Just because a certain method of argument can only be used by those with privilege, it doesn’t mean that it’s wrong to use that method of argument. Privilege isn’t something that we can get rid of, nor is there a need to try. Yes, it’s important to recognise that not everyone can use the same tactics, but refusing to use tools you have, just because someone else doesn’t have them, isn’t productive either.

    • WMDKitty

      “Privilege isn’t something that we can get rid of, nor is there a need to try.”

      What a crock. I suppose you’d have been okay with, oh, women not getting the right to vote or own land, because “there’s no need to try and get rid of male privilege”. You’re probably also okay with slavery, and the subsequent Jim Crow laws, too, because “there’s no need to challenge white privilege”. Oh, and how about the ADA? Us disabled folks don’t need access to grocery stores, shopping malls, transit, or schools, or anything, nope, that’s a privilege reserved for the able-bodied!

      • Kate

        No, you see, people who make arguments like Christine made here believe that because women now have suffrage, and because slavery (at least, the slavery we learned about in school) and Jim Crow laws have been abolished, and because people with disabilities now have more recourse we actually live in a world mostly free from sexism, racism, ableism, etc. and it’s no longer necessary to fight against those things; things that (incidentally, I’m sure) don’t personally affect them.

      • luckyducky

        I don’t know if you are being entirely fair here. There is a gray distinction to be made here. Conventional use of privilege is that it is something extra, above and beyond, and relative. A person could be privileged 100 years ago relative to the rest of society but that same bundle of social and economic privileges would deprived now.

        Privilege used in this context often means an absolute bundle of social goods (for lack of a better term) that we actually want to expect as the norm. And as such, there has been a critique of the use of the word “privilege” for this. We don’t want “privileged” groups to give up those “privileges” but expand them so they are the norm.

        I can’t say for sure what Christine meant here but my college freshmen really struggled with this because they perceived identifying them as “privileged” by virtue of having quality k-12 education, good nutrition, a good relationship with law enforcement in their communities, etc. was some sort of indictment along the lines calling the those who eat gourmet hamburgers laced with gold leaf privileged. It took a lot of work to get them to understand that acknowledging that privilege was not about giving it up (unlearn calculus… well, I’ve done a decent job of it but don’t recommend it) or apologizing for it but it does infer the responsibility to work to expanding that source of privilege to others.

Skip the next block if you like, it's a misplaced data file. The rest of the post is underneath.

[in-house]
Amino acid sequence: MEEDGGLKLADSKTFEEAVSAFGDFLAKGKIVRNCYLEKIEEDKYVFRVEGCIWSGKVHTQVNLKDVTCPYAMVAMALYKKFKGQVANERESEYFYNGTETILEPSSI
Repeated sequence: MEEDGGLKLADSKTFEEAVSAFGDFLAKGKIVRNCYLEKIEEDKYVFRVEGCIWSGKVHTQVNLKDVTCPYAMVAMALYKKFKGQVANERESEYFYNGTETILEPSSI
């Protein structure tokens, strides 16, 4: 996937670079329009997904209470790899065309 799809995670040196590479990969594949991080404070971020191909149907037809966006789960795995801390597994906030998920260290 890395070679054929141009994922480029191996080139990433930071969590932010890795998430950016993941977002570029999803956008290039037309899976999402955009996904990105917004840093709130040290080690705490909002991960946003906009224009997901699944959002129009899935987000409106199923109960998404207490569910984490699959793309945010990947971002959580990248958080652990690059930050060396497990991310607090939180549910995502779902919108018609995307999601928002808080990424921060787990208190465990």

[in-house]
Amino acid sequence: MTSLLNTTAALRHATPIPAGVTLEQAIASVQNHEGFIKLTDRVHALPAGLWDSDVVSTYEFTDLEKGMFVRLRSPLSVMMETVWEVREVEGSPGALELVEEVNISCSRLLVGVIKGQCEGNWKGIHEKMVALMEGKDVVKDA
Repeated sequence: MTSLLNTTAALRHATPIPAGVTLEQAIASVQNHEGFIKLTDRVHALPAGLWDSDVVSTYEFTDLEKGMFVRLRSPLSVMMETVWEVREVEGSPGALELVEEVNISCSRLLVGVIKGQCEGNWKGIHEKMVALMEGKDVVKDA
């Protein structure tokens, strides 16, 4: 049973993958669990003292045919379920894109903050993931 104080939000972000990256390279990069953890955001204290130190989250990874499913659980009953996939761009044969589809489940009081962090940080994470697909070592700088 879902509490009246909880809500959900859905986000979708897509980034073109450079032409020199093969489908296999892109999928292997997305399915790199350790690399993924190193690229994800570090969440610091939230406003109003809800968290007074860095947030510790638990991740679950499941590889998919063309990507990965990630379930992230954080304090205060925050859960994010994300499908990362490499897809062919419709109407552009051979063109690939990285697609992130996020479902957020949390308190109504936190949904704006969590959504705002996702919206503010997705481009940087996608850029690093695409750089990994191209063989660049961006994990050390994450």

• Christine

        Thank you luckyducky, that is pretty much what I was trying to express. The language I grew up with says that living in solidarity with the poor does not require that we live in poverty ourselves. Yes, buying organic produce is something that not everyone can afford, but if I deny myself that chance because it’s using the privilege of wealth, then I’m missing an opportunity to help the workers. I could go get a job that doesn’t require my education, or I can make sure that the infrastructure I help to build doesn’t disadvantage those who have less even further.

        One of the reasons to have allies in a fight to dismantle privilege is that those who do have privilege can make different arguments, be heard by different people, and generally increase the effectiveness (by increasing diversity) of the argument. There is no way I can rid myself of my privilege. Even were I to try and place myself in a position of not privilege (I really don’t have any, my circumstances pretty much cancel out any disadvantage from being a woman I might have), being able to choose to be in a position of privilege or not is an aspect of privilege. So instead of wasting my efforts on something which cannot be done (getting rid of my privilege), I’d rather use them more productively – being aware of my privilege, and of the fact that I have tactics available to me that a lot of people don’t, and using those tactics.